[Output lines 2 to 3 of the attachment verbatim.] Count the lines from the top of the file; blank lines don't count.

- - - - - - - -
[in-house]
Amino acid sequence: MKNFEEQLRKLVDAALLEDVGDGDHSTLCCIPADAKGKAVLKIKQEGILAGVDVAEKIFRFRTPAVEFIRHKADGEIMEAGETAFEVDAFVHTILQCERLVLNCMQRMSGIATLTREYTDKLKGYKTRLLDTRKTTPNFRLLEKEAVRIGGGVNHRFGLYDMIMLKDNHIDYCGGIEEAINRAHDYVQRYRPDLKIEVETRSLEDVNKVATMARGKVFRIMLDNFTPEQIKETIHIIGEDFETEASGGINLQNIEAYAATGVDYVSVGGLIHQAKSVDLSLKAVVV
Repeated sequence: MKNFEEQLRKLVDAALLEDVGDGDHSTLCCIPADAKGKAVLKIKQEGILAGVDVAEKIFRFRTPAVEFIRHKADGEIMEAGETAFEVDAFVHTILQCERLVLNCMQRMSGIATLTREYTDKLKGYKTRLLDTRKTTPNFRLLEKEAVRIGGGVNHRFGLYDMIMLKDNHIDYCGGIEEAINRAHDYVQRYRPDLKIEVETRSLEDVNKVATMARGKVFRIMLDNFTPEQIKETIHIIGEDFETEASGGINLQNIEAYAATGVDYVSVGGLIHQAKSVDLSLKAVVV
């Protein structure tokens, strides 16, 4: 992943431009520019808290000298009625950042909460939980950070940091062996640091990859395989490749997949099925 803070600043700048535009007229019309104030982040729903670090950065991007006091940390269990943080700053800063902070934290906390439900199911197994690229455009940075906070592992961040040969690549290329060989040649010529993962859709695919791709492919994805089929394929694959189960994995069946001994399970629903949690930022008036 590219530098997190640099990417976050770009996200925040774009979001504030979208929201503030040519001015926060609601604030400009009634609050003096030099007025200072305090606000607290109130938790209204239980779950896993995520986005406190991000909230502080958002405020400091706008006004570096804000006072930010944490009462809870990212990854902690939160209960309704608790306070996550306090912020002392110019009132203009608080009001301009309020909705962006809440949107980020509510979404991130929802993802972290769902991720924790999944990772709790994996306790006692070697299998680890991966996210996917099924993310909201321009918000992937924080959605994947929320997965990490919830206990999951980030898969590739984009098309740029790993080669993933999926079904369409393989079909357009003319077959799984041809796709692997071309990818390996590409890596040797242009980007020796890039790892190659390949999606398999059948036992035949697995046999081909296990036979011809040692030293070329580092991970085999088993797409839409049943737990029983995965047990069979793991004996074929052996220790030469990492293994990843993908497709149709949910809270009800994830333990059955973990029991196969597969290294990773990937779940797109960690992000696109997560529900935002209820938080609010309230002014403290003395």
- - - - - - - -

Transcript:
Amino acid sequence: MKNFEEQLRKLVDAALLEDVGDGDHSTLCCIPADAKGKAVLKIKQEGILAGVDVAEKIFRFRTPAVEFIRHKADGEIMEAGETAFEVDAFVHTILQCERLVLNCMQRMSGIATLTREYTDKLKGYKTRLLDTRKTTPNFRLLEKEAVRIGGGVNHRFGLYDMIMLKDNHIDYCGGIEEAINRAHDYVQRYRPDLKIEVETRSLEDVNKVATMARGKVFRIMLDNFTPEQIKETIHIIGEDFETEASGGINLQNIEAYAATGVDYVSVGGLIHQAKSVDLSLKAVVV
Repeated sequence: MKNFEEQLRKLVDAALLEDVGDGDHSTLCCIPADAKGKAVLKIKQEGILAGVDVAEKIFRFRTPAVEFIRHKADGEIMEAGETAFEVDAFVHTILQCERLVLNCMQRMSGIATLTREYTDKLKGYKTRLLDTRKTTPNFRLLEKEAVRIGGGVNHRFGLYDMIMLKDNHIDYCGGIEEAINRAHDYVQRYRPDLKIEVETRSLEDVNKVATMARGKVFRIMLDNFTPEQIKETIHIIGEDFETEASGGINLQNIEAYAATGVDYVSVGGLIHQAKSVDLSLKAVVV